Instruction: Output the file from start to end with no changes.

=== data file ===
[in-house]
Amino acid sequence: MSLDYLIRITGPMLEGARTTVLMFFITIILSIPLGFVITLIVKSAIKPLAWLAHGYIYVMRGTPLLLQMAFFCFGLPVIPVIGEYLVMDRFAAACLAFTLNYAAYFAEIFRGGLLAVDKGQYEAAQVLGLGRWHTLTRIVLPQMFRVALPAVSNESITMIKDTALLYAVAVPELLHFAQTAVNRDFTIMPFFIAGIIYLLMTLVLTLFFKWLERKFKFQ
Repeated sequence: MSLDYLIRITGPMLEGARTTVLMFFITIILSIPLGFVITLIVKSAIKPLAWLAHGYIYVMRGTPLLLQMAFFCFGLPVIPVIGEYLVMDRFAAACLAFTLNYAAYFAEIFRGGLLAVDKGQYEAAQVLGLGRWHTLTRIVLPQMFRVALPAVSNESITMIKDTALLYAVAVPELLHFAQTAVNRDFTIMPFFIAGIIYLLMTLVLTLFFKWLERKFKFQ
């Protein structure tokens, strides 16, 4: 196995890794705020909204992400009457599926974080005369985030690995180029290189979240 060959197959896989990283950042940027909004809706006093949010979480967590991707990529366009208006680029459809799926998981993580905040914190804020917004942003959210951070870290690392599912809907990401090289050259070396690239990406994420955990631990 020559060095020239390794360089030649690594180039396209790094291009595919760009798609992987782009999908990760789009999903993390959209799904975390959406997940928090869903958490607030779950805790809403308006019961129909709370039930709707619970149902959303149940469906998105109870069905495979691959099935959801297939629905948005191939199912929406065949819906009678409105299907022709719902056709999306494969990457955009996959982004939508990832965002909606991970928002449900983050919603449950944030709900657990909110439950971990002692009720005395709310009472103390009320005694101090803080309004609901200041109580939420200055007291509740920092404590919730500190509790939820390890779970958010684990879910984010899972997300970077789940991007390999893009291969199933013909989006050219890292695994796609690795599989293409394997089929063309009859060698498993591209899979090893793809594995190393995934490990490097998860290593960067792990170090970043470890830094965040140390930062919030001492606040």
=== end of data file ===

[in-house]
Amino acid sequence: MSLDYLIRITGPMLEGARTTVLMFFITIILSIPLGFVITLIVKSAIKPLAWLAHGYIYVMRGTPLLLQMAFFCFGLPVIPVIGEYLVMDRFAAACLAFTLNYAAYFAEIFRGGLLAVDKGQYEAAQVLGLGRWHTLTRIVLPQMFRVALPAVSNESITMIKDTALLYAVAVPELLHFAQTAVNRDFTIMPFFIAGIIYLLMTLVLTLFFKWLERKFKFQ
Repeated sequence: MSLDYLIRITGPMLEGARTTVLMFFITIILSIPLGFVITLIVKSAIKPLAWLAHGYIYVMRGTPLLLQMAFFCFGLPVIPVIGEYLVMDRFAAACLAFTLNYAAYFAEIFRGGLLAVDKGQYEAAQVLGLGRWHTLTRIVLPQMFRVALPAVSNESITMIKDTALLYAVAVPELLHFAQTAVNRDFTIMPFFIAGIIYLLMTLVLTLFFKWLERKFKFQ
């Protein structure tokens, strides 16, 4: 196995890794705020909204992400009457599926974080005369985030690995180029290189979240 060959197959896989990283950042940027909004809706006093949010979480967590991707990529366009208006680029459809799926998981993580905040914190804020917004942003959210951070870290690392599912809907990401090289050259070396690239990406994420955990631990 020559060095020239390794360089030649690594180039396209790094291009595919760009798609992987782009999908990760789009999903993390959209799904975390959406997940928090869903958490607030779950805790809403308006019961129909709370039930709707619970149902959303149940469906998105109870069905495979691959099935959801297939629905948005191939199912929406065949819906009678409105299907022709719902056709999306494969990457955009996959982004939508990832965002909606991970928002449900983050919603449950944030709900657990909110439950971990002692009720005395709310009472103390009320005694101090803080309004609901200041109580939420200055007291509740920092404590919730500190509790939820390890779970958010684990879910984010899972997300970077789940991007390999893009291969199933013909989006050219890292695994796609690795599989293409394997089929063309009859060698498993591209899979090893793809594995190393995934490990490097998860290593960067792990170090970043470890830094965040140390930062919030001492606040």